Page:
Anti-Government Protestors Plan to ‘Occupy Bangkok’
Anti-Government Protestors Plan to ‘Occupy Bangkok’

BANGKOK—Anti-government protesters in Bangkok are escalating their campaign to oust Prime Minister Yingluck Shinawatra’s government by planning to take control of key road intersections in the Thai capital.

The protesters have said they will occupy at least 20 important locations in the main parts of the city starting Jan. 13, which they will hold until the government steps down.

Many of the targeted intersections are popular with tourists, such as Silom Road and several areas along fashionable Sukhumvit Road.

Ekanat Promphan, spokesman for the anti-government movement the People’s Democratic Reform Committee (PDRC), is calling the planned escalation “Occupy Bangkok.”

“We have been demonstrating for over 60 days, a lot of people have come out—we have had the largest demonstrations in Thai history but Yingluck remains indifferent. So we have to up the pressure,” Ekanat said.

Sixty-year-old Somsak lives close to the Siam shopping area on Sukhumvit Road, which is one of the areas the protesters plan to take over.

Somsak, who’s real name has been omitted because of concerns of reprisal, said he will go to show his support for the protesters because he thinks what they are doing is justified.

“If there are no protests, then this corrupt government will continue as it has and ruin the country’s economy,” Somsak said. “All Thais are affected by what’s happening.”

The protesters have also said that they will cut off electricity and water supplies at targeted government agencies and Prime Minister Yingluck’s private residence.

The Thaksin Factor

Initially the protests, which began in November, targeted a government amnesty bill, which would have allowed Yingluck’s controversial brother, former Prime Minister Thaksin Shinawatra, to return to Thailand from self-imposed exile and be cleared of criminal charges.

After the bill was quashed, the protest movement—which is supported by royalists, middle-class Bangkok residents, and southerners—began to focus on pressuring the Yingluck government to resign. More recently they have demanded the government rescind its decision to hold a snap election on Feb 3.

If held, the elections are certain to favor the Yingluck government, which is popular with rural voters in the north and northeast of the country.

Before any election can be held, the protesters say an unelected interim government needs to be put in place to carry out reforms that would root out corruption and the “Thaksin regime.”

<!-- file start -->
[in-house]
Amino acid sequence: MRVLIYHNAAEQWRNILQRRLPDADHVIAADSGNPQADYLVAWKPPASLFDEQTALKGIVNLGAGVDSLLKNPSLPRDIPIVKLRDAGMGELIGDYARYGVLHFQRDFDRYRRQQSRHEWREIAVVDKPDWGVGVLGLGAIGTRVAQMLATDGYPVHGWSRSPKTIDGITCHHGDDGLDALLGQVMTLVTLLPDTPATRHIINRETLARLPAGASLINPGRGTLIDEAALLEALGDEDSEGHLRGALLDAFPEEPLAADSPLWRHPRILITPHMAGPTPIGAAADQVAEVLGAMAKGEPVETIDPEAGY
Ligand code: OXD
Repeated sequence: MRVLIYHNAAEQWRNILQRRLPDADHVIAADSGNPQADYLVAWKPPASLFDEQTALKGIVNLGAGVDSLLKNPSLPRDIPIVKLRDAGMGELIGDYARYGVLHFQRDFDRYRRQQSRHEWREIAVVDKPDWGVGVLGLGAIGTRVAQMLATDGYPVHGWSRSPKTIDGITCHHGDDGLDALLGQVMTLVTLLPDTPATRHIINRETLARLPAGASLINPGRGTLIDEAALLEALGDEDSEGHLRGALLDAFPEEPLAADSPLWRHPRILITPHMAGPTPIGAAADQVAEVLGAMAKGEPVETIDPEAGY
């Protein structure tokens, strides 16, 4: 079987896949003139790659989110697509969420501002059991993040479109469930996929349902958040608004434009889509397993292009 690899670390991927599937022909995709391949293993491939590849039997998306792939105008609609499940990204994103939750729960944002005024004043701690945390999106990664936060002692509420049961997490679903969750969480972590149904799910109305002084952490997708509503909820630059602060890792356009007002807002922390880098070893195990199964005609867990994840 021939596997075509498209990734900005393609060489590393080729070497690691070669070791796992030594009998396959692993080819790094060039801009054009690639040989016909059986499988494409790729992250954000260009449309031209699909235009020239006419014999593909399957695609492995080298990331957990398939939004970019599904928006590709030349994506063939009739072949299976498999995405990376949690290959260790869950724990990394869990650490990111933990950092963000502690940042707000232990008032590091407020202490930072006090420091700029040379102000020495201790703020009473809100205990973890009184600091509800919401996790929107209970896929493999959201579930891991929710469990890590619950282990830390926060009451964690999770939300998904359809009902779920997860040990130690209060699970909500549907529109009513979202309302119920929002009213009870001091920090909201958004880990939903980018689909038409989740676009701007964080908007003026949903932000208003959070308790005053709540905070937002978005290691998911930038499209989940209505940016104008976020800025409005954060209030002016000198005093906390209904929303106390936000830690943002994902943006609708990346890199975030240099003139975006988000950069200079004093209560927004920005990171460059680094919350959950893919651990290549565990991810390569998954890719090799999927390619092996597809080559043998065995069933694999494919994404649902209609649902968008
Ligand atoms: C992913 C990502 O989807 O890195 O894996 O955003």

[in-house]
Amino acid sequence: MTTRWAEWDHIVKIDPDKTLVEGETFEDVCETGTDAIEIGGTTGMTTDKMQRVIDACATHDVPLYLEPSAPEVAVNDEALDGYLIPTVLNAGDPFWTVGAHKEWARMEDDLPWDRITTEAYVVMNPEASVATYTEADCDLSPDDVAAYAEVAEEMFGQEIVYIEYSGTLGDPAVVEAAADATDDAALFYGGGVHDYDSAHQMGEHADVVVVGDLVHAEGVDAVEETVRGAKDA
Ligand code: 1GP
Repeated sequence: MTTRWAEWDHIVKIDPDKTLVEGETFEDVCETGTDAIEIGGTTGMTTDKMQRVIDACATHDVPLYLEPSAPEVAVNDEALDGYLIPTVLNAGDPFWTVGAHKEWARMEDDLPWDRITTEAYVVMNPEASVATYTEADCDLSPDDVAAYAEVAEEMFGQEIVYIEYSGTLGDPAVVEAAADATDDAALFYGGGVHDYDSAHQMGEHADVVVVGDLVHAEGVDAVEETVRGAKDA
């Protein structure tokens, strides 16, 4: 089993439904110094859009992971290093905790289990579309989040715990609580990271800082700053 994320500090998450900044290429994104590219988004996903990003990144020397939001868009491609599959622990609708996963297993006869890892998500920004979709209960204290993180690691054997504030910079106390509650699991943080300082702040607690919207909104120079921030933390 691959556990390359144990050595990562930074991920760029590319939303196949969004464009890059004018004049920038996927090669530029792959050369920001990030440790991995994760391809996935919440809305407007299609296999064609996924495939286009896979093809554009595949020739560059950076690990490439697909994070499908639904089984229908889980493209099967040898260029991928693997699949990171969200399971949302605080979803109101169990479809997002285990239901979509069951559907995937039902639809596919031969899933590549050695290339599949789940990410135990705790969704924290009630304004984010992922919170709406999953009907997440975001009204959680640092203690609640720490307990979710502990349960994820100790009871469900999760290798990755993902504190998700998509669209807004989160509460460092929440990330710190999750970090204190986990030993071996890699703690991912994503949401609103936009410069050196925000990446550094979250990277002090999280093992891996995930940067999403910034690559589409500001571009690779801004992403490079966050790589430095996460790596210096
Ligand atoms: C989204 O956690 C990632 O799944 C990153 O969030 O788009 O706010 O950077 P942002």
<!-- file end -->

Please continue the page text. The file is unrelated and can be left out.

Nonviolence Promise

Ekanat said the Occupy Bangkok campaign will try to minimize its effects on Bangkok residents by leaving at least one lane open for public use at the intersections they will occupy. He also stated his movement is committed to nonviolence.

“For two months we have been organizing rallies supported by millions of people with little violence—we insist on nonviolence. We won’t bring out any weapons, we won’t use any force to pressure Yingluck and the government.”

But hard-core protesters have clashed with police on numerous occasions in the past month and eight people have been killed in violence related to the political turmoil.

For some, like 38-year-old taxi driver Phongsak Jonglekha there are fears that the Occupy Bangkok campaign may create a situation similar to 2010 when pro-Thaksin red shirt protesters fought with the Thai military in Bangkok.

Ninety-two people were killed, mostly red shirts, during the 2010 mayhem, which was aimed at pressuring the Democrat party-led government to call an election, which would usher in a pro-Thaksin government.

“I don’t want to see a repeat of what happened then,” said Phongsak who declared he doesn’t support Thaksin and the Yingluck government or the PDRC protesters. “My condominium where I live was in an area affected by the fighting between the red shirts and the army. But as long as you weren’t involved in the situation it was okay.”

Phongsak said that when the PDRC protesters take over the 20 intersections on Jan. 13 it will be just like any other day on the job but he will avoid driving his taxi near the rally sites.

“I do see protest as a valid part of democracy, yet the protesters have to respect other people and they shouldn’t block the road as it creates hardships for others,” he said.

The Yingluck government has condemned the Occupy Bangkok plans with Deputy Prime Minister Surapong Tovichakchaikul, who is a relative of Thaksin, calling it illegal and saying that the participants could face harsh penalties.

“I urge those intending to join the rally to reconsider. Please do not support or join the illegal act that could destroy our beloved country,” Surapong said on national television.

The government has also warned that a “third party” may conduct acts of violence to drive the situation further out of control.

Coup and a Civil War?

Meanwhile, according to the Bangkok Post, leaders of the pro-government red shirt movement believe another military coup is being prepared, just as royalist army generals did against the Thaksin government in 2006.

There are also fears that the fierce political divide is driving the country closer toward a worst case scenario: a civil war.

Last week, the Bangkok Post, ran two opinion pieces stating that Thailand’s political crisis could develop into a civil war between pro-Thaksin red shirt forces in the north and northeast versus anti-Thaksin forces in the south and Bangkok.

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